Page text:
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DO.utils is an R package primarily designed to support the operations of the Human Disease Ontology (DO; disease-ontology.org) but with a number of capabilities that will be useful to the broader scientific community for:

1. Assessing Resource Use & Impact (Bibliometrics/Scientometrics)
• A brief summary can be found below: Assessing Resource Use (Bibliometrics/Scientometrics).
• A more detailed description can be found in the peer-reviewed article “Assessing Resource Use: A Case Study with the Human Disease Ontology”, soon to be published by the journal DATABASE, and in the “Assessing Resource Use: Obtaining Use Records” tutorial included with this package (vignette("obtain_use_records", package = "DO.utils")).
2. Simplifying common R tasks (General Utilities).

Operations specific to the use, analysis, maintenance, and improvement of the ontology itself are described briefly in DO Improvement & Analysis.

DO.utils is work in progress. If you are interested in contributing, please reach out. Note that our goal is to work collaboratively to make functions as broadly useful as possible.

## Installation

### Installing Prerequisites

To use DO.utils you must first install R from CRAN. Installing RStudio can also be useful but is not required. The devtools package is also required and can be obtain by executing install.packages("devtools") within R.

### Installing DO.utils

DO.utils can be installed from Github or from a persistent, open-access repository hosted by Zenodo.

To install from Github, run devtools::install_github("DiseaseOntology/DO.utils") within R.

To install from Zenodo, first download DO.utils (DOI: 10.5281/zenodo.7467668) to your local machine. Then, within R run devtools::install_git(<local_path_to_DO.utils>), replacing <local_path_to_DO.utils> with the local path to DO.utils.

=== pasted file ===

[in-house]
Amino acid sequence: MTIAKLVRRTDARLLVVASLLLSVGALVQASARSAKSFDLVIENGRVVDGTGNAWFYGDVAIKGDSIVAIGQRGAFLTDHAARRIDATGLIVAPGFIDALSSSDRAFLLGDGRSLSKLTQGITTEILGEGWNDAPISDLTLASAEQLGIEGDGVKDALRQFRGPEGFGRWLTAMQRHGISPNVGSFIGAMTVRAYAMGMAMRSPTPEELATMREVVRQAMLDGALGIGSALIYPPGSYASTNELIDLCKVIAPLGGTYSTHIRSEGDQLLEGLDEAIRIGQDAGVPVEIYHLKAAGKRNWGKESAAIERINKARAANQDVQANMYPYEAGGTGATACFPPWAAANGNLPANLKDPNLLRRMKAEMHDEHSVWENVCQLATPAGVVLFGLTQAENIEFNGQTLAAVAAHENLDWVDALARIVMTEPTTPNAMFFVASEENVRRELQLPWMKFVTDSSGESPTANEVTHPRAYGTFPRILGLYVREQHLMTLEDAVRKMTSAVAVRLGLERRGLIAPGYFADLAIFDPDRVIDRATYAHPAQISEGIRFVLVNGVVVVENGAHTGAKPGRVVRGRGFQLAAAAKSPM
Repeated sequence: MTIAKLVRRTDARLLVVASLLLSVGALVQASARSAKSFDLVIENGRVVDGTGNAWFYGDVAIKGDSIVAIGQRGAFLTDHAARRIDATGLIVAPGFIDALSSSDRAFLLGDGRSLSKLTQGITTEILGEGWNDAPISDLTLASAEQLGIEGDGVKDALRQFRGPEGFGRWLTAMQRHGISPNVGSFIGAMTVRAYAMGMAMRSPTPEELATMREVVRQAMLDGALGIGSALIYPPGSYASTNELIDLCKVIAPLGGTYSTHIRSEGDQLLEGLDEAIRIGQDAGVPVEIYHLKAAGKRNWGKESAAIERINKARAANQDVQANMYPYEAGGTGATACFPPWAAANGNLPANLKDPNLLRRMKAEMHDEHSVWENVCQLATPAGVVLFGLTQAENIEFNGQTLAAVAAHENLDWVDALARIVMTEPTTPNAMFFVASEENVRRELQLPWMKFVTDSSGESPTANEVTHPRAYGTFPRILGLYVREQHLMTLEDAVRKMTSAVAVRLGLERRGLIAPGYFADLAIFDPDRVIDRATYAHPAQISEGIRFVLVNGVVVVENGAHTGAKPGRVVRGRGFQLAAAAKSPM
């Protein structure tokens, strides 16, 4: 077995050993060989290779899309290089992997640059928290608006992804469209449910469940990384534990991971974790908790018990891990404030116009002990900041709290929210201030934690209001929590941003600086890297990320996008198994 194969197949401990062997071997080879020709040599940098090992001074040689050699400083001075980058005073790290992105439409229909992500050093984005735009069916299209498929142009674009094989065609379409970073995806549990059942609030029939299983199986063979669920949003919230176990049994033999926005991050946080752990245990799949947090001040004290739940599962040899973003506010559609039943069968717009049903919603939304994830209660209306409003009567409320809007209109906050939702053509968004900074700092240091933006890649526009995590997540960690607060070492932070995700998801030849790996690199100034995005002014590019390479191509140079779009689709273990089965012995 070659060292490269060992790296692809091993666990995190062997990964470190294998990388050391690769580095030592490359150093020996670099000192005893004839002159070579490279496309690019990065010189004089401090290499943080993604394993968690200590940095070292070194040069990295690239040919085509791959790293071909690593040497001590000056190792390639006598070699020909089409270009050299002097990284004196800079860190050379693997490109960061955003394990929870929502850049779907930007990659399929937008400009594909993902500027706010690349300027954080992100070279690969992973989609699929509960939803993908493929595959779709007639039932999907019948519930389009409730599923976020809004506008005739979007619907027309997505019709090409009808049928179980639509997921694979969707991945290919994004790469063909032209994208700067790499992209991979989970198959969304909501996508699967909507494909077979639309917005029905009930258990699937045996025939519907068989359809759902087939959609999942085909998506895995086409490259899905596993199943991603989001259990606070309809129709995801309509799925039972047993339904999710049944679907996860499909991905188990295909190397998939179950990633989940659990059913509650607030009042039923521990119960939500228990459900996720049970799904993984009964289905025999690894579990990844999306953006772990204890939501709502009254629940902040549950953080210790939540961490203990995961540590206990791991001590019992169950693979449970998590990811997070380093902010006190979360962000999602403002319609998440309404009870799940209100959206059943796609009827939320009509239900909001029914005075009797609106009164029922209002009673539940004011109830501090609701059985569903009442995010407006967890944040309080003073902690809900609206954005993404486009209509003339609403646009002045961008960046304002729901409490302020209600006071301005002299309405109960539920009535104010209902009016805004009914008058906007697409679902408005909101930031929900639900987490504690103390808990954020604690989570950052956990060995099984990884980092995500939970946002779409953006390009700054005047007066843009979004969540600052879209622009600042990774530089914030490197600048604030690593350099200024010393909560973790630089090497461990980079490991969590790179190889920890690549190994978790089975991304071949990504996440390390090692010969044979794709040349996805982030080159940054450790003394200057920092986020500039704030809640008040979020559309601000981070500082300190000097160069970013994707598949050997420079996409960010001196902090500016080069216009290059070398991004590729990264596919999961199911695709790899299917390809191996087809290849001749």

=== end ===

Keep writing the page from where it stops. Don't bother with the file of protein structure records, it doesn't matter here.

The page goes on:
## Assessing Resource Use & Impact (Bibliometrics/Scientometrics)

DO.utils includes functions to assist in both assessing how a resource is used and in measuring the impact of that use. Most of these functions may be broadly useful to anyone trying to accomplish these tasks, while a much smaller number are specific to measuring the DO’s impact.

Components that will be broadly useful to any resource can:

1. Identify scientific publications that use a resource from:
1. Citations of one or more article(s) published by the resource (“cited by”; citedby_pubmed() and citedby_scopus()).
2. PubMed or PubMed Central (PMC) search results (search_pubmed() and search_pmc()).
3. A MyNCBI collection (read_pubmed_txt()).
2. Identify matching publication records in different record sets (must be formatted data.frames; see match_citations()).

To those interested in Bioconductor package download statistics,get_bioc_pkg_stats() may be useful, while other measures of impact are designed specifically with the DO in mind (e.g. count_alliance_records()).

## DO Improvement & Analysis

DO.utils provides the following capabilities used for improvement and analysis:

1. Git repo management, iterative execution across git repository tags, and SPARQL queries implemented with wrappers (DOrepo(), owl_xml()) around the related pyDOID python package.
2. Automation of disease-ontology.org updates, including:
3. Definition source URL validation.
4. Prediction of mappings/cross-references between other resources & DO, via PyOBO/GILDA or approximate string matching.
5. Simplified system installation of the OBO tool ROBOT.

## General Utilities

DO.utils includes general utilities to make programming in R easier including, for example, those that assist with:

• Type/content testing – is_blank(), is_positive(), is_vctr_or_df(), all_duplicated()
• Vector-to-scalar conversion – collapse_to_string(), unique_if_invariant()
• Data reduction – collapse_col(), drop_blank()
• Value replacement – replace_null(), replace_blank()
• Sorting (by a specified priority)
• Dates – cur_yr(), today_datestamp()
• Temporary bug workarounds – restore_names()